Posted by Jeff in Media.
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Today would have been a good day.  It would have been, that is, if it hadn’t been for the Hollywood Writers’ Strike.  This strike is taking a particularly hard toll on me, and I could use your support.

 I thought I’d be able to watch a new episode of Letterman or Leno tonight, but it turns out these are the first and hardest hit shows.  I hope that the writers and the networks will be able to resolve thier differences, because I already miss the intellectually stimulating writing  we’ve all come to expect from cable and network writers.

Without new shows on TV, what am I supposed to do?  How will I fill my days?  How will I know what to laugh at or what to wear, if I cannot watch TV?  Please, I need someone to help me here.

The Christmas Creep November 4, 2007

Posted by Jeff in Uncategorized.
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Today, a waitress told a crying Weston, “Stop crying…Santa Claus is coming.”


It’s only November 4 – not even election day yet!  Surely Santa Claus is not already coming – doesn’t he have something better to do?  Like getting a nice shave or going shopping at the local Big & Jolly Man shop?

Yes, my friends, what we have here is the 2007 incarnation of the Christmas Creep – that is, the progressively earlier dates at which people begin to anticipate this holiday each year.

Now, all of you know that I don’t exactly have “Yuletide” tattooed across my back, but even so, I think we should invoke the Thanksgiving Rule, which states that Christmas anticipation can begin no earlier than Black Friday.

On a related note, I’ve read that it takes 73% of people 6-12 months to pay off their Christmas debt each year.  That means that the family starting their Christmas planning at the first of November will have about 2 months to plan, plus about 6 months to pay it off, for a total of 8 out of their 12 months every year.  Here are a few other pretty unbelievable stats about the holiday (not to mention the meta unbelievable-ness of yet another entire article devoted exclusively to tips on avoiding holiday stress):  http://www.worldwidehealth.com/article.php?id=239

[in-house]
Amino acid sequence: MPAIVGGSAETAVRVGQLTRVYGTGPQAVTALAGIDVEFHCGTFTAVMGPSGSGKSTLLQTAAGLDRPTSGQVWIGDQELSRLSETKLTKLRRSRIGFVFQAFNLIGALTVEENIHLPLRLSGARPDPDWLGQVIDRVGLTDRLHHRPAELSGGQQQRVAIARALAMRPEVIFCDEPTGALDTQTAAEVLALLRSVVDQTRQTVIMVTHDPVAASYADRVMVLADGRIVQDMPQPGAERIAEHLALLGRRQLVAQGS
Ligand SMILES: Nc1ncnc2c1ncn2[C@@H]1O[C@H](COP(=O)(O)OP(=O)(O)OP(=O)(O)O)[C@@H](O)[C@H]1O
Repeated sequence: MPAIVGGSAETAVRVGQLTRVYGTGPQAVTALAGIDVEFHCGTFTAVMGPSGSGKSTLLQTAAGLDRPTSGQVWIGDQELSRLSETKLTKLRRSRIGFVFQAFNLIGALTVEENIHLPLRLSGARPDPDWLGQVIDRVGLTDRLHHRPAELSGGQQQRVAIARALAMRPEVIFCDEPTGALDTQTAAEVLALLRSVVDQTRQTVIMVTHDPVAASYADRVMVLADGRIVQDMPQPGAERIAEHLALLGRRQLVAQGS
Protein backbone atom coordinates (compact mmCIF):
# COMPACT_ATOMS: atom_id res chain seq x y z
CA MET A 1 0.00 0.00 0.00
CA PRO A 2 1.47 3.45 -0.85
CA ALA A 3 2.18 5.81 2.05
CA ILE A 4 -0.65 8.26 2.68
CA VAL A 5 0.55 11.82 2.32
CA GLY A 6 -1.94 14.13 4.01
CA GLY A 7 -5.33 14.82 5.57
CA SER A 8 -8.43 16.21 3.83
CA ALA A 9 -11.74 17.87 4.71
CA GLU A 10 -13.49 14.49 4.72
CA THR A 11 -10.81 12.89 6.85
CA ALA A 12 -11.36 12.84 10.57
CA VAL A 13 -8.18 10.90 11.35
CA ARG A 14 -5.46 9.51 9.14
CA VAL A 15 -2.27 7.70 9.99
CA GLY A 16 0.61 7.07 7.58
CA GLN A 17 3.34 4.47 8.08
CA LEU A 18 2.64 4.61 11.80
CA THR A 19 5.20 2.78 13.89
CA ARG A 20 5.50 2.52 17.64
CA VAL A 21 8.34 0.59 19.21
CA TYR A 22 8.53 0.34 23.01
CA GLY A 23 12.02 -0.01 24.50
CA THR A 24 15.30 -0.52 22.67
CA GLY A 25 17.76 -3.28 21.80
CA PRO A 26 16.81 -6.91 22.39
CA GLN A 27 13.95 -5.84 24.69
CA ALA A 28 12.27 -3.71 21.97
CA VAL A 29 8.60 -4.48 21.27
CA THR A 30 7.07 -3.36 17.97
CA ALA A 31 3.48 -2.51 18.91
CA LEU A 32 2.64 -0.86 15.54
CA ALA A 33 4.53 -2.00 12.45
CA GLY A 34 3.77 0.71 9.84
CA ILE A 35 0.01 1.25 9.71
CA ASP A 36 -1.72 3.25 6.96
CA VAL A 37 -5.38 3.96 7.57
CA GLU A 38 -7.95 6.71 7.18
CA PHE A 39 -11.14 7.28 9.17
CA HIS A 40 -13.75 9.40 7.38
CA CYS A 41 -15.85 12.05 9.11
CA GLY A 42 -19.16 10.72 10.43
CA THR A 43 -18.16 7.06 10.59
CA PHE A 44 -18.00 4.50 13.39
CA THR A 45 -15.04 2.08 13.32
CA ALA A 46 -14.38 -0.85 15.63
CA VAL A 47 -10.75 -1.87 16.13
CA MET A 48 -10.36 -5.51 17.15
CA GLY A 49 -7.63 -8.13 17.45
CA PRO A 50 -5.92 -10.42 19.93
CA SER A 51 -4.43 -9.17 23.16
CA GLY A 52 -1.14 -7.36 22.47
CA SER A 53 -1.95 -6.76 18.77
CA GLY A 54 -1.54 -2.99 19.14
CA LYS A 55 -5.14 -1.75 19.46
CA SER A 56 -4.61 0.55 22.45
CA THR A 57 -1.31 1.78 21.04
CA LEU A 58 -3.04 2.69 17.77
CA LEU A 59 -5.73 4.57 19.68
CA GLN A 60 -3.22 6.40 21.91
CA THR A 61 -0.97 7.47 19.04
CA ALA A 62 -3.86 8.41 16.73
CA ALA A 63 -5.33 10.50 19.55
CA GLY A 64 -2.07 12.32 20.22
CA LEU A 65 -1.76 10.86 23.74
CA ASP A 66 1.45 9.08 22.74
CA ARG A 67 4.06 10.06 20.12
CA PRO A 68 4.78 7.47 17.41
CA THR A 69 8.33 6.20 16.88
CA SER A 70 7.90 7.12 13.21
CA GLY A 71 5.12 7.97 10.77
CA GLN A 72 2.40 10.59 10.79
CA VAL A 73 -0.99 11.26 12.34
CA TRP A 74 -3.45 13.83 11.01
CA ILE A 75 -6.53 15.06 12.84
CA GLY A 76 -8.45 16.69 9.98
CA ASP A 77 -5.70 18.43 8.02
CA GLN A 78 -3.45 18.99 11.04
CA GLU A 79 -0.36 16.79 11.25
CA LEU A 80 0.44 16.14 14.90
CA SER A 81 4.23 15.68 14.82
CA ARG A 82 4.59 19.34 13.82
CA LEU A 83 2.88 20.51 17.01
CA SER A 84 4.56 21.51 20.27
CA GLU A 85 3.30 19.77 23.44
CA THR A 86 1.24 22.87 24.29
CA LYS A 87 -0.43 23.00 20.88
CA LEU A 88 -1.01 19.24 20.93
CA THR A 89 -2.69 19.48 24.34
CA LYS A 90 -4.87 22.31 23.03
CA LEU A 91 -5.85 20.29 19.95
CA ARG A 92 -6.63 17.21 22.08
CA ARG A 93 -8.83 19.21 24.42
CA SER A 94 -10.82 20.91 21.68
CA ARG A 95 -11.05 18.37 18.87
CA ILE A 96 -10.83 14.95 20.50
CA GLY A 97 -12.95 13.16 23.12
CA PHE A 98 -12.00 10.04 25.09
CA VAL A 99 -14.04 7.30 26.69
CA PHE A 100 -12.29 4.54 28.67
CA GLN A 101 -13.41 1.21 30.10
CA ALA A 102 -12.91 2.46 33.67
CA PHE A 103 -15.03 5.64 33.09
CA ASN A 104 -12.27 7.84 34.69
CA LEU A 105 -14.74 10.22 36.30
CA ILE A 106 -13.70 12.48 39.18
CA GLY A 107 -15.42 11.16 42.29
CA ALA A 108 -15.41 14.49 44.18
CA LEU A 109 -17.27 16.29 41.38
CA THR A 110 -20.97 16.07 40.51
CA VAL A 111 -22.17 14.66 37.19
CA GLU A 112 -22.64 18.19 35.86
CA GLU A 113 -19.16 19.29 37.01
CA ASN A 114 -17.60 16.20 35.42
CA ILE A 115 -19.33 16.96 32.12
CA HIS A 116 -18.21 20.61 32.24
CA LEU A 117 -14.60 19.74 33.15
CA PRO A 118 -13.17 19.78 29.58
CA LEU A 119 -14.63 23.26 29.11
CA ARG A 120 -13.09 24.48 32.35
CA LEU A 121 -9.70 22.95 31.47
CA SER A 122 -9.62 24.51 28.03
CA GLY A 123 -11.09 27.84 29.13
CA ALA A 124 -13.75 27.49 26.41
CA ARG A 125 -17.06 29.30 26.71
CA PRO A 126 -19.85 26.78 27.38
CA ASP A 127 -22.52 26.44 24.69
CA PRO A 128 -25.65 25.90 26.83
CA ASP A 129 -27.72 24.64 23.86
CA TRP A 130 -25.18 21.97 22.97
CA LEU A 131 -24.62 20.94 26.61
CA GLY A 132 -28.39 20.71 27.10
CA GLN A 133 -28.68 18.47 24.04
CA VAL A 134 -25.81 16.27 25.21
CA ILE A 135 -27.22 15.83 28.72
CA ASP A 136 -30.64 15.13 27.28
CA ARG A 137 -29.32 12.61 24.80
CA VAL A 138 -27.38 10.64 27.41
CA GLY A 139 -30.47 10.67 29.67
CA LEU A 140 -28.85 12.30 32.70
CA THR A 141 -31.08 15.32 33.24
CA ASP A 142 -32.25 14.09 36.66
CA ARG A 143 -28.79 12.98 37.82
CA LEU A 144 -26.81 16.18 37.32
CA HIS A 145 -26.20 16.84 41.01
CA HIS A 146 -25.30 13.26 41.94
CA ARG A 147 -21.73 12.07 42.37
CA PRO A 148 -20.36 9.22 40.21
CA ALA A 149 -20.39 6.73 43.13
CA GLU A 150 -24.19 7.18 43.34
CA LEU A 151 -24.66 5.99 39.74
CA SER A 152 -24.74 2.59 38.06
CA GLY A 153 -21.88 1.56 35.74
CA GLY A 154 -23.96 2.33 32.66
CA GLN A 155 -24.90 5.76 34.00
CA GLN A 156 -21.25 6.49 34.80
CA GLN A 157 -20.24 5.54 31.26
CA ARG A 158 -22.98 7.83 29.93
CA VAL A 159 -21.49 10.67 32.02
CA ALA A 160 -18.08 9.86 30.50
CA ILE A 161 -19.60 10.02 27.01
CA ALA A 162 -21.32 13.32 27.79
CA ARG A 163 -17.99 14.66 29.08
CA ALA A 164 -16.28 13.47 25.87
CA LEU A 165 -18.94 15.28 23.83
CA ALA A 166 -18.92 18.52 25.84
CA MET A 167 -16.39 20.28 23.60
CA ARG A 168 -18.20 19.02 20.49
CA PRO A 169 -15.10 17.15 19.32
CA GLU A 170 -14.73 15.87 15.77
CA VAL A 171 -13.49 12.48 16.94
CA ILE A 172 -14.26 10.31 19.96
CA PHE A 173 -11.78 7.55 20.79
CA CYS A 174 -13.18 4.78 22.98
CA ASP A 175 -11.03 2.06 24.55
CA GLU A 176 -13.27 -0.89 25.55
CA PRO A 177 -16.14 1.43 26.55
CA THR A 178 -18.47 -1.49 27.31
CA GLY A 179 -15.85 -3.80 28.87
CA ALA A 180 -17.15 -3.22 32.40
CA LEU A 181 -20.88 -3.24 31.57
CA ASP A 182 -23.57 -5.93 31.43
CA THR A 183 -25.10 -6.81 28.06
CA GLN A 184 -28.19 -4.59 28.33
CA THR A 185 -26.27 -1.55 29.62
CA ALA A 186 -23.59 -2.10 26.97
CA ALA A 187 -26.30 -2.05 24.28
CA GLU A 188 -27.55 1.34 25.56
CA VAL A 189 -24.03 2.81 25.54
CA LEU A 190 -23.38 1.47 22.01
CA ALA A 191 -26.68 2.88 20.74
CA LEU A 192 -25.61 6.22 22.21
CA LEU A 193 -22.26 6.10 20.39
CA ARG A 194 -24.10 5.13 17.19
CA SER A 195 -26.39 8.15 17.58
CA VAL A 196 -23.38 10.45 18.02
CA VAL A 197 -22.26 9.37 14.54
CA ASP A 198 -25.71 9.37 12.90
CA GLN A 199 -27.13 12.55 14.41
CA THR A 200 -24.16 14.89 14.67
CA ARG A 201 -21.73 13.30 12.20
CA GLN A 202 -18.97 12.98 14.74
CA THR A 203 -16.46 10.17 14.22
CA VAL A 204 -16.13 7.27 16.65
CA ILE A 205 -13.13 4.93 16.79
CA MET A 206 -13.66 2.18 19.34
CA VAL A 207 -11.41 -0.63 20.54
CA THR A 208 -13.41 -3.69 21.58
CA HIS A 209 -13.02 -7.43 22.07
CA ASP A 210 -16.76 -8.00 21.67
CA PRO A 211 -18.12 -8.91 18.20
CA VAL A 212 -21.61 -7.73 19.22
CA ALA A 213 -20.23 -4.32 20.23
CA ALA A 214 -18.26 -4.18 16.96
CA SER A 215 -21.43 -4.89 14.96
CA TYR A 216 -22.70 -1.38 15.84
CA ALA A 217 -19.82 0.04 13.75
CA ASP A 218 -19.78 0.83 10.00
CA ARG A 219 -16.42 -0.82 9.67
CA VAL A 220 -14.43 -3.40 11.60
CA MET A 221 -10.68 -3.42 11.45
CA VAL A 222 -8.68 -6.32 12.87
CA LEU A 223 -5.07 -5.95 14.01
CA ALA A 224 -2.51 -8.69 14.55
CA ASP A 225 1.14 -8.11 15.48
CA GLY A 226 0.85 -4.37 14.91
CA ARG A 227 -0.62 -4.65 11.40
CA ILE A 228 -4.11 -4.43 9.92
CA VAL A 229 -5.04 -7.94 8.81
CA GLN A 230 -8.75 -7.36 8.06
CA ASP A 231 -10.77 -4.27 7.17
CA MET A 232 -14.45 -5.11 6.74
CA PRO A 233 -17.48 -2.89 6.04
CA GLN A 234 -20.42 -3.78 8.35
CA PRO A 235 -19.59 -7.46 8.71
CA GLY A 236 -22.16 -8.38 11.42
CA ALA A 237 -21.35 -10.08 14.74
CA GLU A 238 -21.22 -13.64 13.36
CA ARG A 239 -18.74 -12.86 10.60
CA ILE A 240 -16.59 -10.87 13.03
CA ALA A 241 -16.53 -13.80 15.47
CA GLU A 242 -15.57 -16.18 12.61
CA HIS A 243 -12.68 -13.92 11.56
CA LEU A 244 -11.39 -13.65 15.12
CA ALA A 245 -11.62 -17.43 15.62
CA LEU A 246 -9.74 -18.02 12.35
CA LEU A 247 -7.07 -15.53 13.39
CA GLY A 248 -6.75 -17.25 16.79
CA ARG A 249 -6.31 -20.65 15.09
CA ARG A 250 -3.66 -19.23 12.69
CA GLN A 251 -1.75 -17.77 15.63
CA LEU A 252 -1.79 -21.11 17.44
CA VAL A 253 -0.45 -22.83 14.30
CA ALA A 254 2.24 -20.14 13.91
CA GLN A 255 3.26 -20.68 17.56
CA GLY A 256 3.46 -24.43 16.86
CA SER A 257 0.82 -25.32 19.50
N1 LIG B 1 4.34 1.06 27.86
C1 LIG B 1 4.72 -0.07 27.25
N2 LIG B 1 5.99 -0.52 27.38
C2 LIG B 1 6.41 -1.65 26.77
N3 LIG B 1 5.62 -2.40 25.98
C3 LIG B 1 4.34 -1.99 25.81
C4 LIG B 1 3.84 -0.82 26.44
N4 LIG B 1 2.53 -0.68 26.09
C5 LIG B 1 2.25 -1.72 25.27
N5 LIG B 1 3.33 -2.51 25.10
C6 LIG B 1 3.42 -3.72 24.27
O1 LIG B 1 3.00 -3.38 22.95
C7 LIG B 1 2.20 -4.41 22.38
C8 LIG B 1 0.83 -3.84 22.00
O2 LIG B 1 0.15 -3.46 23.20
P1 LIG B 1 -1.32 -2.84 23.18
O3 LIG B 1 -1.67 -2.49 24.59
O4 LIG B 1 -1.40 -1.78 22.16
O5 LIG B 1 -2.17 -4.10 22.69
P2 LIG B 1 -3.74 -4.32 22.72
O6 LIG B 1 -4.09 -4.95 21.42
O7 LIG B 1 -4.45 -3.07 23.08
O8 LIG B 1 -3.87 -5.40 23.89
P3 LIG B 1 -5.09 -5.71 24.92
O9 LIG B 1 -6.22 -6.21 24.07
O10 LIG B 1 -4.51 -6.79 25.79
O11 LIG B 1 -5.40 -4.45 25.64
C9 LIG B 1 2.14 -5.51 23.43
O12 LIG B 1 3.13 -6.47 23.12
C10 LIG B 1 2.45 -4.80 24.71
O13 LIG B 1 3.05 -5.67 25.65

As for me, I’m doing my part to reduce or eliminate holiday stress for me and those around me.  I hereby promise not to go into Christmas debt that will take me 12 months to pay off.  I also hereby ask that I receive no gifts, which will help you avoid going into Christmas debt on my behalf.  (This request is always a crowd-pleaser, I know.)  🙂

Finally, Santa, if you are indeed coming right now – please chill out for a few weeks while I’m voting and cooking my turkey.

My Grandfather’s Son November 2, 2007

Posted by Jeff in Books.
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This is the autobiography of Clarence Thomas.  It is well written and a quick read, covering Thomas’ life from birth through confirmation to the Supreme Court.

 I was particularly interested in the perspective of a successful, intellectual (black) man who grew up in segregated Georgia, because many of the tribulations he faced in his confirmation hearings were eerily similar to the persecutions he and his family faced several decades earlier.  Both were clearly racist in tone, and Thomas described the confirmation hearings (and the ordeal with Anita Hill) as a “high tech lynching”.